A harmonized standard is one that has been approved by European Union Member States and has been published in the EU’s Official Journal. Some of the clauses in a harmonized standard are commercially or technically useful in making a product, but are not deemed relevant to the directive. The harmonized clauses (which are requirements) in EN 13241-1 are referenced in Annex Z. Any other clauses are voluntary.
A company that makes electrically-powered garage doors must meet requirements for the Low Voltage and Electromagnetic Compatibility Directives, in addition to meeting provisions of the Construction Products and Machinery Directives.
A company could self-certify for the EMC, Low Voltage, and Machinery Directives, meaning it does not need to get a test report or certificate from a notified body. As part of the self-certification process, however, a company would need to get a test from a lab to prove it had conformed to the appropriate European standards for the EMC and Low Voltage directive.
A garage door manufacturer could meet the CE marking requirements for the Machinery Directive by doing a safety analysis report covering the essential health and safety requirements in Annex I that apply to garage doors.
A safety analysis report involves identifying applicable hazards in Annex I and then indicating how these hazards were eliminated. If the hazards weren’t eliminated, then the manufacturer must warn people of the residual risks.
Garage doors have been covered by the Machinery Directive since that directive went into effect in 1995. Electrically-powered garage doors are covered by the Machinery Directive as well as by the Electromagnetic Compatibility Directive (since 1996) and the Low Voltage Directive (since 1997). When EN 13241-1 becomes mandatory on May 1, 2005, manufacturers will have to meet the requirements of that standard, which makes CE marking for the Construction Products Directive mandatory. In addition, manufacturers must continue to meet CE marking requirements for the Machinery Directive and if applicable, the Low Voltage and EMC directives.
The countries involved in the enforcement of the CE marking are the 27 European Union countries, as well as Turkey, Norway, Switzerland, Iceland, and Liechtenstein.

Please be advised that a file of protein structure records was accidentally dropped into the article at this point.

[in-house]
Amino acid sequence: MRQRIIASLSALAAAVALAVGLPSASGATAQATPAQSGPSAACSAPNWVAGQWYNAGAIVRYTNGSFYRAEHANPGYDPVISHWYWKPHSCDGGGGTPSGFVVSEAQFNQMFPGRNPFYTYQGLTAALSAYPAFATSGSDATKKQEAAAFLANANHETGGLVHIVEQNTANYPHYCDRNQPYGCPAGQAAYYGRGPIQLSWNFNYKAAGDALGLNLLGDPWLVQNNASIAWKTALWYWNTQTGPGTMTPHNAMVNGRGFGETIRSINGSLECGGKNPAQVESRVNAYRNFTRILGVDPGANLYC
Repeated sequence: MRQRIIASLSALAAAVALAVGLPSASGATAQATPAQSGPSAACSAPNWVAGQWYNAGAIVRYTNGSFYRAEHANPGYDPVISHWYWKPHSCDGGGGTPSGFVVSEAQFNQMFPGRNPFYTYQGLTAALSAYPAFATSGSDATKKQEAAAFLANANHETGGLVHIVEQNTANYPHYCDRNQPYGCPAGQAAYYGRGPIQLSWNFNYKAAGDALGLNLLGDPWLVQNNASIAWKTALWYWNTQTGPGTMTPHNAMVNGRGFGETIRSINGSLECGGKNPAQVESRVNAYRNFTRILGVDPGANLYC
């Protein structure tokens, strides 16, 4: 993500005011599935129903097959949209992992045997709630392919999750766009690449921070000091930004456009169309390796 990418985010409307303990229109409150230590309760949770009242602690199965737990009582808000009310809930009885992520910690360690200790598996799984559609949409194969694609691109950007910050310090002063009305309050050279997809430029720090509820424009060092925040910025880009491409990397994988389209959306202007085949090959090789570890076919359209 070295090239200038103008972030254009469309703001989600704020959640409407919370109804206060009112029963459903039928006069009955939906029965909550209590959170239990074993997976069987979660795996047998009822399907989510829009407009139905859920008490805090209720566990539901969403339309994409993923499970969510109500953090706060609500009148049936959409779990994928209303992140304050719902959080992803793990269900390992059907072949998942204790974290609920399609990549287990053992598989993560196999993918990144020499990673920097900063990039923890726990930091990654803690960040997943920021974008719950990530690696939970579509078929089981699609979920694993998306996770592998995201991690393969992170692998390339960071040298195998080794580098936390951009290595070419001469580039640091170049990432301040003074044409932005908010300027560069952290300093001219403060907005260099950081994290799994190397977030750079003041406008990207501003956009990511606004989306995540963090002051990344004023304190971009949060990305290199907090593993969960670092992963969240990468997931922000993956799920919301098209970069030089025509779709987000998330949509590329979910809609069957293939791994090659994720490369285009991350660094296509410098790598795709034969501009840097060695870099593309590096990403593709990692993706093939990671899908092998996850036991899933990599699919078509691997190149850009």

EN 13241-1 becomes mandatory on May 1, 2005. Manufacturers will have to meet CE marking requirements for the Construction Products Directive at that time, since EN 13241-1 is a harmonized standard (approved by the European Union Member States), mandated under the Construction Products Directive. Garage door manufacturers will need a test report from a notified body (or more than one) showing they met CE marking ITT requirements for EN 13241-1, and this will involve a laboratory test by an EU-affiliate lab. There are some EU-affiliate labs located in the U.S. (See question 7).
The scope of EN 13241-1 states: “This European standard specifies the safety and performance requirements for doors, gates, and barriers, intended for installation in areas in the reach of people, for which the main intended uses are giving safe access for goods and vehicles accompanied or driven by persons in industrial, commercial and residential premises.
This standard also covers commercial doors such as rolling shutters and rolling grilles when used as doors on retail premises which are mainly provided for the access of persons rather than vehicles or goods.
These doors may include pass doors incorporated in the door leaf which are also covered by this standard.
These devices may be manually or power operated.
This standard does not cover operation in environments where the electromagnetic disturbances are outside the range of those specified in EN 61000-6-3.”